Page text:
This fortress was known as Cheonghae  (淸海, "clear sea")  Garrison, or Cheonghaejin. King Heungdeok granted Bogo command over the 10,000 troops stationed there. From this point on, Jang Bogo’s rise to prominence becomes stellar. With his command of a major naval fortress, he becomes one of the many private warlords who operated outside the bounds of the capital of Silla, backed by their own private armies.

Standing at the head of an army of 10,000 men, and commanding a powerful fleet, Jang Bogo singlehandedly emerged at the very top of the region’s influential figures. He soon became the dominant figure in the trilateral maritime trade between Japan, Korea, and China, successfully applying his experience in Shandong to integrate the military with economic pursuits. He became the arbiter of the trade in the Yellow Sea, dominating commerce and navigation. This power also made him a prominent figure in the politics of Silla.

Those who stood at the head of such a sizeable army certainly had plenty of leverage at the court. However, Jang Bogo’s commoner background earned him a lot of hate from Sillan nobles. Some sources claim that he was so powerful that he could have ousted the king if he wanted to, but this claim is arguable.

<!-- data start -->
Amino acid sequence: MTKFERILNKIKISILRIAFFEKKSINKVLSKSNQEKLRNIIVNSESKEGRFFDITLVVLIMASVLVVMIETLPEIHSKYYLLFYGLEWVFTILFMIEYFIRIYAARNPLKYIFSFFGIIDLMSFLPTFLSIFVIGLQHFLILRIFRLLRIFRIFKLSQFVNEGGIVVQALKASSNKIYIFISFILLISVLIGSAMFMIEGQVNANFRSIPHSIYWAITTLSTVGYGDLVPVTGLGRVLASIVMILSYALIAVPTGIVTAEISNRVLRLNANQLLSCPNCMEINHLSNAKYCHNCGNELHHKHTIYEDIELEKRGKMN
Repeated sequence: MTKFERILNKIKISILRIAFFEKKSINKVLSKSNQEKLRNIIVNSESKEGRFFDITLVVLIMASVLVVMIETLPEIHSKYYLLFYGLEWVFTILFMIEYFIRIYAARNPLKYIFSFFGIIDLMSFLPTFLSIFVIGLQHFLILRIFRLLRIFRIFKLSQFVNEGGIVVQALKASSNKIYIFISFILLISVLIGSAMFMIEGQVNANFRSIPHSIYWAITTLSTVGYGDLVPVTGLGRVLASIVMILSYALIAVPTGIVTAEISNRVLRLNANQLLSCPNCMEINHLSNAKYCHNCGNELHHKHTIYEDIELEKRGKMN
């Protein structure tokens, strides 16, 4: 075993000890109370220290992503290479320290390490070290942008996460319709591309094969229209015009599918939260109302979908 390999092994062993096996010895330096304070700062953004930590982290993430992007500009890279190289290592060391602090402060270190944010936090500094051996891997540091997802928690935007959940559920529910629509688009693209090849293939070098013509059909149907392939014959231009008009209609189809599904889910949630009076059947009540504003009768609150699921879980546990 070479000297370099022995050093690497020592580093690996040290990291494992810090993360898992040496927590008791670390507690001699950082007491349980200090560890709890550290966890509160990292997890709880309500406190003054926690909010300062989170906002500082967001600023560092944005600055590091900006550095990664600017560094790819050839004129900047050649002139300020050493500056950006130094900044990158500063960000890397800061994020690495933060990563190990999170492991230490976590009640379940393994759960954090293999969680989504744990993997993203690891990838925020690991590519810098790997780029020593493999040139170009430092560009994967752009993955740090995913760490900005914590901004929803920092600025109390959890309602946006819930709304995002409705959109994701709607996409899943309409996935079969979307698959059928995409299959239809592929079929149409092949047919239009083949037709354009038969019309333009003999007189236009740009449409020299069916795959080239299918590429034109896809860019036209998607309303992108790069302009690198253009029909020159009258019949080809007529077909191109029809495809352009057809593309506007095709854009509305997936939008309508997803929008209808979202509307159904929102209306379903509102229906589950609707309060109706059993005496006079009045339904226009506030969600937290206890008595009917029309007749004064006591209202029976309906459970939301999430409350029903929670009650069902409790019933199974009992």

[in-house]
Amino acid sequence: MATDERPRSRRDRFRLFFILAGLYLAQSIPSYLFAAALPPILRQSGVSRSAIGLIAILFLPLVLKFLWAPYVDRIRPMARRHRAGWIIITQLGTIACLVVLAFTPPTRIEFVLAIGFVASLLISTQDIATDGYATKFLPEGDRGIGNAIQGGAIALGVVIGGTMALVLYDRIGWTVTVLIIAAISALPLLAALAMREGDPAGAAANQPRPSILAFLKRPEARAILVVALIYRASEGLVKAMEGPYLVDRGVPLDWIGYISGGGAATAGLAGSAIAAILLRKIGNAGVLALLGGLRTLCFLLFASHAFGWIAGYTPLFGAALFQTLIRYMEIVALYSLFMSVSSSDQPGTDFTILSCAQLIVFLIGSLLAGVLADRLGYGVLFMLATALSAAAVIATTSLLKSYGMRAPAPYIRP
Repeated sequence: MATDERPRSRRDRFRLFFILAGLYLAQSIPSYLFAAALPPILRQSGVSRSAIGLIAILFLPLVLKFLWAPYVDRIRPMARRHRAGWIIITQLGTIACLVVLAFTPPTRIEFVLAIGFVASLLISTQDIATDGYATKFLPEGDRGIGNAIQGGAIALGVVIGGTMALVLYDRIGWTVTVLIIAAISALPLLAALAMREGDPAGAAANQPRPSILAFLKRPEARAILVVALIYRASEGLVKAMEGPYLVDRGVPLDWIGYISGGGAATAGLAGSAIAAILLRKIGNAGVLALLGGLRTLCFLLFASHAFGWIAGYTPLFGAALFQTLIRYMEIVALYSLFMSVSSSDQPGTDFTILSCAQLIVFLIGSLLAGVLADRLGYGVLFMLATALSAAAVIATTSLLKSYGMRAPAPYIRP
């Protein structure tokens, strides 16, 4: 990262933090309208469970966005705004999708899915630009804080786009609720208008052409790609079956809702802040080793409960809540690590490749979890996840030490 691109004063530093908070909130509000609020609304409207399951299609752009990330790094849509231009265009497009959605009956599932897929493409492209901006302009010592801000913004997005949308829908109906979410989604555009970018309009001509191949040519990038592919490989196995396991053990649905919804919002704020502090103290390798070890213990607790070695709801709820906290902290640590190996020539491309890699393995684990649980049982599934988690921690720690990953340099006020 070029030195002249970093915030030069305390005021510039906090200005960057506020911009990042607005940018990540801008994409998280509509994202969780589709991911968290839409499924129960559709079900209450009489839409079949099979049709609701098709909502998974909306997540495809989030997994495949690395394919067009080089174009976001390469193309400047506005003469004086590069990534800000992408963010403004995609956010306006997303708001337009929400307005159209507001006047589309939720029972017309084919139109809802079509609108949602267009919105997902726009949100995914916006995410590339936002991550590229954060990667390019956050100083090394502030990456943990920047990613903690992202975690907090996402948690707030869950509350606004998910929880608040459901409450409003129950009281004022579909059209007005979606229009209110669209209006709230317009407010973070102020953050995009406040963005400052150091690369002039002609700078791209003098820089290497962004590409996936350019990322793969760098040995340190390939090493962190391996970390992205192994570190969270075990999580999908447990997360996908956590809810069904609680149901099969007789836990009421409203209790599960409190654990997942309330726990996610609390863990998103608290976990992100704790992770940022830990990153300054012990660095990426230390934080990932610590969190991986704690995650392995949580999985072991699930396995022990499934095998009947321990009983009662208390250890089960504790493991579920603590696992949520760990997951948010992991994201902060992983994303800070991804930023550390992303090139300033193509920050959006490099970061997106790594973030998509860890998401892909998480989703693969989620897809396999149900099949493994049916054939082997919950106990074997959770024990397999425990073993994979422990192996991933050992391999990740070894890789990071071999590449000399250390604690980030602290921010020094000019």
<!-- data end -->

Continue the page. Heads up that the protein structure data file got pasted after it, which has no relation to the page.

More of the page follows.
Nevertheless, Jang Bogo soon got involved in politics. This perhaps was not done by his own instigation, but by those seeking the aid and protection of his army. In about 837 AD, he was approached by Gim Ujing, the latest loser in Silla’s royal struggle for succession. Gim Ujing sought to retake the throne from King Minae, who usurped it by killing Ujing’s father. Some sources claim that Jang Bogo answered this plea thus:  “The ancients had a saying, ‘To see what is right and not to do it is want of courage.’ Though I am without ability, I shall follow your orders."